Trumpet vine........literati..ish

Joe Dupre'

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I collected this trumpet vine last spring and it lived in the ground all last summer. I cut off the large main trunk and sellected the remaining trunk/branch to be the new leader and potted it up this spring. It grows great sprays of branches that have to be massaged down closer to or below horizontal to make them pleasing to my eye.

I say "literati....ish" because it has that vibe. I'm torn between letting some bottom branches grow ( which I think would look good) and going full-literati and just keeping the top clump of branches. unnamed - 2021-05-09T124222.246.jpg
 

ABCarve

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I tried one a few years ago. I got a few flowers but not worth the effort. They form at the ends of new growth that become so long you lose the sense of it being a bonsai. Yours looks like a lot of fun though. It’ll be interesting to see what you can do with it!!
 

Joe Dupre'

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I tried one a few years ago. I got a few flowers but not worth the effort. They form at the ends of new growth that become so long you lose the sense of it being a bonsai. Yours looks like a lot of fun though. It’ll be interesting to see what you can do with it!!
AB, I like this type of plant for just it's visual appeal. Whether it conforms to the bonsai standards or not doesn't really enter into it for me. I'm curious what it will do in the future also. Flowers would be interesting, but I'm enjoying the movement and the visual power it has.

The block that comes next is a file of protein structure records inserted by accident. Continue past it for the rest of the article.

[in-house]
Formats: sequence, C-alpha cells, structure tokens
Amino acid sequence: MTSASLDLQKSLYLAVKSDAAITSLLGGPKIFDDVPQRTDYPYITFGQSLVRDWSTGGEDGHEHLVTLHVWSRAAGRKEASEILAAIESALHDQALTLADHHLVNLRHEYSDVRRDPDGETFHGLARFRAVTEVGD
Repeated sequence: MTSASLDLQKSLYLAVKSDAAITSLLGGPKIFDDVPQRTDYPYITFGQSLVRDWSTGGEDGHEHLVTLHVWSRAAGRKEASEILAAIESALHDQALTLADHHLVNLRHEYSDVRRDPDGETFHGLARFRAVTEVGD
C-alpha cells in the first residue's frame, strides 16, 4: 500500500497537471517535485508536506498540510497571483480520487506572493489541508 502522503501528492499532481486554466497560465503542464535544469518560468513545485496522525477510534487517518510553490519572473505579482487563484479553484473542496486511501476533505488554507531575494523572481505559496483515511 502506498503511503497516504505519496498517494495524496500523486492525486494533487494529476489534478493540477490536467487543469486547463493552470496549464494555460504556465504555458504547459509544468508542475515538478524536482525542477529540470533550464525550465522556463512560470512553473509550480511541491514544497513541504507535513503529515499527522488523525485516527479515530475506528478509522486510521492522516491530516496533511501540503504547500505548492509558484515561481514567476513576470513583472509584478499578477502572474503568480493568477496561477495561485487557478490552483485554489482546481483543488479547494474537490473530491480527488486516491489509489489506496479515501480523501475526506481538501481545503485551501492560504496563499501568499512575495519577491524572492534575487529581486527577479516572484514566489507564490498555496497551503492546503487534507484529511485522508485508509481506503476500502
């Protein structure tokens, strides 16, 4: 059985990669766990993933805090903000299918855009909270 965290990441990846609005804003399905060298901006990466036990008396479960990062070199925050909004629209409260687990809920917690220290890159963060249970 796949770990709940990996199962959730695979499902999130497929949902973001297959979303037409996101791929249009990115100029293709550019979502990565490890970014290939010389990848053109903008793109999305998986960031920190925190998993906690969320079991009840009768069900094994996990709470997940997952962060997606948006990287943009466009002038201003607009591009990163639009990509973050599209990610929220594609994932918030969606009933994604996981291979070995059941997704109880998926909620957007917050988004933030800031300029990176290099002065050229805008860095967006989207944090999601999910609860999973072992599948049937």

ABCarve

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AB, I like this type of plant for just it's visual appeal. Whether it conforms to the bonsai standards or not doesn't really enter into it for me. I'm curious what it will do in the future also. Flowers would be interesting, but I'm enjoying the movement and the visual power it has.
Go for it!! Not trying to discourage you. I’m sure there is lots to learn from this one.
 

Crawforde

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This could be fun.
I have a tall bougie in a similar shape with an interesting trunk and trunk line.
it’s literatiish when not in bloom, and topiarish when in bloom.
we almost need a new category for subtropical flowering vines in treeish shapes.
 

Crawforde

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Hmmm maybe but most of them bite too.
There is not much charm in a plant with thorns
Biting beauties?
Dangerous damsels?
Maybe I had a bit too much coffee this morning.
 

Starfox

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Following with interest.
I have a small one that I dug, figured if you can't beat them then may as well put it in a pot.
Can't recall where maybe on bnut but I read something about how they don't like wire and when the guy changed to clip and grow it was much better.

edit: here 'tis https://www.bonsainut.com/threads/campsis-radicans-–-trumpet-vine.44822/